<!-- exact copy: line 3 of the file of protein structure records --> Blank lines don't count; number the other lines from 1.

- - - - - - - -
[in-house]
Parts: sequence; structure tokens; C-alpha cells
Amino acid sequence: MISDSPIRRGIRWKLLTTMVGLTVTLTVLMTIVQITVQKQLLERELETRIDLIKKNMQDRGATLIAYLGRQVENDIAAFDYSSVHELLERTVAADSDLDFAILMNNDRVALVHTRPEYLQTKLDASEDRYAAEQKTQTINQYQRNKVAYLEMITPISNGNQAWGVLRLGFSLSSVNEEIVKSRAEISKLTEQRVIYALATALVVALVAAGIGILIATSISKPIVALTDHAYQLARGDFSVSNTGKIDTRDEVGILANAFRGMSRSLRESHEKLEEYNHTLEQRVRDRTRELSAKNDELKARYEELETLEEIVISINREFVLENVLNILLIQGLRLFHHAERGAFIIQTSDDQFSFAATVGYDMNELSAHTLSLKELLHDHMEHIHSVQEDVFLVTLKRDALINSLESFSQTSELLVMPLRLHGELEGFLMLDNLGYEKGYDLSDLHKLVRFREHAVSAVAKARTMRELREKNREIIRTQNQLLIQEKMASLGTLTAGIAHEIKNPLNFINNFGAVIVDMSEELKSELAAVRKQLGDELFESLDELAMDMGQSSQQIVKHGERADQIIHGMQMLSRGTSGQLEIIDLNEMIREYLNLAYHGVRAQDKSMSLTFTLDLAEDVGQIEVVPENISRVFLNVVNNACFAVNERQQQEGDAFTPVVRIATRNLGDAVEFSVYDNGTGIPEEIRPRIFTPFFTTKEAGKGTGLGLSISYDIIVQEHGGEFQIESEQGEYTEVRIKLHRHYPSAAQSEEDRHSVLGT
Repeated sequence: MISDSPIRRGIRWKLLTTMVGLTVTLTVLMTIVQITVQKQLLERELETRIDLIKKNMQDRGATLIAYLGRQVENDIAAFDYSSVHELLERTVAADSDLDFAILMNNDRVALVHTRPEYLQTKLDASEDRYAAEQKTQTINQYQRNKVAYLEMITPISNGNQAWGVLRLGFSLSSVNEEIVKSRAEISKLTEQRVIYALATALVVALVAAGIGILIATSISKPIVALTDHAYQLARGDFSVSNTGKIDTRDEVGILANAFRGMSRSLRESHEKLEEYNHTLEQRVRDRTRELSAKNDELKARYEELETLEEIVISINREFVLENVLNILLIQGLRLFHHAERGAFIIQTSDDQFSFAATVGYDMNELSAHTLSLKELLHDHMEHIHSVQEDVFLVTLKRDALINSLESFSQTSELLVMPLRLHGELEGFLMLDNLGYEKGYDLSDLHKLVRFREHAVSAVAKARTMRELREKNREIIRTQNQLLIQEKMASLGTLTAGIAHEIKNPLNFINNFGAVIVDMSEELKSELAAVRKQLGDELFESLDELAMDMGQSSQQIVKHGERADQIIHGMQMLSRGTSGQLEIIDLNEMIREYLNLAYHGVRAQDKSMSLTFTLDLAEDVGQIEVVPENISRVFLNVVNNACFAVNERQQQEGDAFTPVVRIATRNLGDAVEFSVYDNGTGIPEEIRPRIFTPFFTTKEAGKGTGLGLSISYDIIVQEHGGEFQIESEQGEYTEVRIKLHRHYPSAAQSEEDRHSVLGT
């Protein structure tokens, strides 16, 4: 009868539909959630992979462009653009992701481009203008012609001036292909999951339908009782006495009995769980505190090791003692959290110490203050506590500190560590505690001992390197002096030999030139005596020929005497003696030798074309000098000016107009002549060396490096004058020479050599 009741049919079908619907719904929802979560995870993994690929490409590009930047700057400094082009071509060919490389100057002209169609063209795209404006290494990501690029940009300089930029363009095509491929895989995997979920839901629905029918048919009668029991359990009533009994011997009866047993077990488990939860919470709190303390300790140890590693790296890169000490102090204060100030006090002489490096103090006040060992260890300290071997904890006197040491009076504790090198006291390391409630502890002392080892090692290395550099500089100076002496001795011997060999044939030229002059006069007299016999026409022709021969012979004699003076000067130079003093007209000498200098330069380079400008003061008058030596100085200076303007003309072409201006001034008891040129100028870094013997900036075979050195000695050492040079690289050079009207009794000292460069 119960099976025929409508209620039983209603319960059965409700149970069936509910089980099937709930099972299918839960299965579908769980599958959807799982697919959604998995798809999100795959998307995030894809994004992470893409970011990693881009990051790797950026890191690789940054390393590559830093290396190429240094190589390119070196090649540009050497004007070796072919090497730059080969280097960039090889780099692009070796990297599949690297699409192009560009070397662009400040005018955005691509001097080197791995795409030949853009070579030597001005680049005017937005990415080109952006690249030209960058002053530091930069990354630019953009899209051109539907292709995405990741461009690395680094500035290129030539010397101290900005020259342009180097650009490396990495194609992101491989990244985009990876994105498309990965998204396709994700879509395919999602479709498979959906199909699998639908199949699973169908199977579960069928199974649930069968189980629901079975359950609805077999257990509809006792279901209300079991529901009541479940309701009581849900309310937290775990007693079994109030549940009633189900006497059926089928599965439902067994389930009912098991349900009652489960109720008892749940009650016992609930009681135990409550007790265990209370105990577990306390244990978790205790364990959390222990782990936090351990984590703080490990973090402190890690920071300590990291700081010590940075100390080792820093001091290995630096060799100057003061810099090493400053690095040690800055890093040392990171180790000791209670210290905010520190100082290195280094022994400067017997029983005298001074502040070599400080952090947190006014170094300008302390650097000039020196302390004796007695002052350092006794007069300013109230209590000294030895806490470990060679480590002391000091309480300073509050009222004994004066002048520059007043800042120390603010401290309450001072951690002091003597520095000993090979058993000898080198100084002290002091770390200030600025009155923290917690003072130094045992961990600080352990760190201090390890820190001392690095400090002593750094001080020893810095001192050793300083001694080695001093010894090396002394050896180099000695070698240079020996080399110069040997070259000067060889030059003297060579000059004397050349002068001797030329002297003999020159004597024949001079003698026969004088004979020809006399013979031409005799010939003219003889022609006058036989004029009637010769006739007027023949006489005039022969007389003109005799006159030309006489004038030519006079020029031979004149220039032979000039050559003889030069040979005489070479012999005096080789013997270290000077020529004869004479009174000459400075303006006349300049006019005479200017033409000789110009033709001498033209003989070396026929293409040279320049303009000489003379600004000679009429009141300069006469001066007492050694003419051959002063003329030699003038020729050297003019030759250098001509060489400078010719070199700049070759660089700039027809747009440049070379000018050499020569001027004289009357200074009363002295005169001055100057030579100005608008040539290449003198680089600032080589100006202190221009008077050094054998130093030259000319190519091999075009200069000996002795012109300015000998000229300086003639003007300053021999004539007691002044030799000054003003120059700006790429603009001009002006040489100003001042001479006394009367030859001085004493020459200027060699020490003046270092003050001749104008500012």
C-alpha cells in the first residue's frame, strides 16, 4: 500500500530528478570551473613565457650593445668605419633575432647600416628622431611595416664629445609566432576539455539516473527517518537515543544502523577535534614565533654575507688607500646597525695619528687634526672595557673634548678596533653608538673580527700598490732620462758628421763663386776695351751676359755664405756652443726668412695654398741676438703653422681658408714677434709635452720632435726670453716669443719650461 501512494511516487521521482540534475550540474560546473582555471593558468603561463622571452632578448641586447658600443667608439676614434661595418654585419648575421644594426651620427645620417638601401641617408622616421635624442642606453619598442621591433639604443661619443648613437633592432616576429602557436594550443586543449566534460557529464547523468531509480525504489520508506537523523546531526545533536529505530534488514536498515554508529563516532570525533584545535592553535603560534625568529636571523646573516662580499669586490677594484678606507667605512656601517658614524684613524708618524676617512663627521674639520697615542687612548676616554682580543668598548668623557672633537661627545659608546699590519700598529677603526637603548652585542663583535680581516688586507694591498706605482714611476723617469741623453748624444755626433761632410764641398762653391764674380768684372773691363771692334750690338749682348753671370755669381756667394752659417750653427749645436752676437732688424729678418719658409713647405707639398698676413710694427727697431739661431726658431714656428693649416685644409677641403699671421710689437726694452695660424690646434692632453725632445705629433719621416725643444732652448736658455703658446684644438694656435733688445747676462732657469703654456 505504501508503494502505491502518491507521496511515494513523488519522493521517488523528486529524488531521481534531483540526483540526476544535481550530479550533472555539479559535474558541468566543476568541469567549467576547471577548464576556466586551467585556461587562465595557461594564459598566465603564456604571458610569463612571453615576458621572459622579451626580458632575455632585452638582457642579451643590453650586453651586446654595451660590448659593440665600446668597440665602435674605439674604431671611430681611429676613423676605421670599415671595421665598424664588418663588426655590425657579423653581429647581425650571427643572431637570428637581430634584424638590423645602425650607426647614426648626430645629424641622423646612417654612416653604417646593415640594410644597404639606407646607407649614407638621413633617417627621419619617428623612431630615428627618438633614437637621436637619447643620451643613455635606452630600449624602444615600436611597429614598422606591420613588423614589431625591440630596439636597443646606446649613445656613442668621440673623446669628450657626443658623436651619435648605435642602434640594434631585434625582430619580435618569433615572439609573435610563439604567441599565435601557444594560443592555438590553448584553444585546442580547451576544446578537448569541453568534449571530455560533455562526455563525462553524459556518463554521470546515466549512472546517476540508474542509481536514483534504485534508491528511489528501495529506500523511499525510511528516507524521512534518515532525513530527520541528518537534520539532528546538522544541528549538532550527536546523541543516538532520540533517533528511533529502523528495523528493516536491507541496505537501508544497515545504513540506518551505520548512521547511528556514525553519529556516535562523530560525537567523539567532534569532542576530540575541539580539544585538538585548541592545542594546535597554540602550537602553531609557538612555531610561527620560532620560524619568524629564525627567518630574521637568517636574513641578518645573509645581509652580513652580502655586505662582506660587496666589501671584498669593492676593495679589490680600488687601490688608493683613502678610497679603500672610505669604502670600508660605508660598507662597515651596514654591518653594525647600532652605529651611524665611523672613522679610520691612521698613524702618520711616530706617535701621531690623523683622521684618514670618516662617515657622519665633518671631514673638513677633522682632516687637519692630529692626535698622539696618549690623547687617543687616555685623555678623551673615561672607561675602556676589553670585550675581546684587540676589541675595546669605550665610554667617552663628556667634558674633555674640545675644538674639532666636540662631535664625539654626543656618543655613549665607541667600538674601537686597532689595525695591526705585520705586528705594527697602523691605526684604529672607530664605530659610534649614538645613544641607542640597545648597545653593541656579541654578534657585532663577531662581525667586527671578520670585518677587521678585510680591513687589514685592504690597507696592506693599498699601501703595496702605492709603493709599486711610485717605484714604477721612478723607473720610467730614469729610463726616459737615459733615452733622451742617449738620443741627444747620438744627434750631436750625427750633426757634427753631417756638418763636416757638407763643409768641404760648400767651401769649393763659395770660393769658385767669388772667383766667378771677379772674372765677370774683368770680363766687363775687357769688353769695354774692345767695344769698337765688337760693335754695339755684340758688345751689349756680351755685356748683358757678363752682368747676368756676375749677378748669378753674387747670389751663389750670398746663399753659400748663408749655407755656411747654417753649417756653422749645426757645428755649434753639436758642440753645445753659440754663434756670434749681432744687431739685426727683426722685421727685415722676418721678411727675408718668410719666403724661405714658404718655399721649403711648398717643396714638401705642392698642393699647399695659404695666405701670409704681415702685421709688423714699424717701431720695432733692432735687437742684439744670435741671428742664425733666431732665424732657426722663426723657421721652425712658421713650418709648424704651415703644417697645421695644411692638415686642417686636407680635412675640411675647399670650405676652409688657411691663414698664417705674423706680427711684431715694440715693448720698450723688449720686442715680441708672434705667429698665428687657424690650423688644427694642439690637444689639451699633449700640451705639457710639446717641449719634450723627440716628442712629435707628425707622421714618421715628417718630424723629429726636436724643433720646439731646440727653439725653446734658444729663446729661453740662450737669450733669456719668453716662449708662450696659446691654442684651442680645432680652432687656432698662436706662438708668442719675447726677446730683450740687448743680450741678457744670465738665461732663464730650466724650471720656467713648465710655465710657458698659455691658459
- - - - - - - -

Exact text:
Amino acid sequence: MISDSPIRRGIRWKLLTTMVGLTVTLTVLMTIVQITVQKQLLERELETRIDLIKKNMQDRGATLIAYLGRQVENDIAAFDYSSVHELLERTVAADSDLDFAILMNNDRVALVHTRPEYLQTKLDASEDRYAAEQKTQTINQYQRNKVAYLEMITPISNGNQAWGVLRLGFSLSSVNEEIVKSRAEISKLTEQRVIYALATALVVALVAAGIGILIATSISKPIVALTDHAYQLARGDFSVSNTGKIDTRDEVGILANAFRGMSRSLRESHEKLEEYNHTLEQRVRDRTRELSAKNDELKARYEELETLEEIVISINREFVLENVLNILLIQGLRLFHHAERGAFIIQTSDDQFSFAATVGYDMNELSAHTLSLKELLHDHMEHIHSVQEDVFLVTLKRDALINSLESFSQTSELLVMPLRLHGELEGFLMLDNLGYEKGYDLSDLHKLVRFREHAVSAVAKARTMRELREKNREIIRTQNQLLIQEKMASLGTLTAGIAHEIKNPLNFINNFGAVIVDMSEELKSELAAVRKQLGDELFESLDELAMDMGQSSQQIVKHGERADQIIHGMQMLSRGTSGQLEIIDLNEMIREYLNLAYHGVRAQDKSMSLTFTLDLAEDVGQIEVVPENISRVFLNVVNNACFAVNERQQQEGDAFTPVVRIATRNLGDAVEFSVYDNGTGIPEEIRPRIFTPFFTTKEAGKGTGLGLSISYDIIVQEHGGEFQIESEQGEYTEVRIKLHRHYPSAAQSEEDRHSVLGT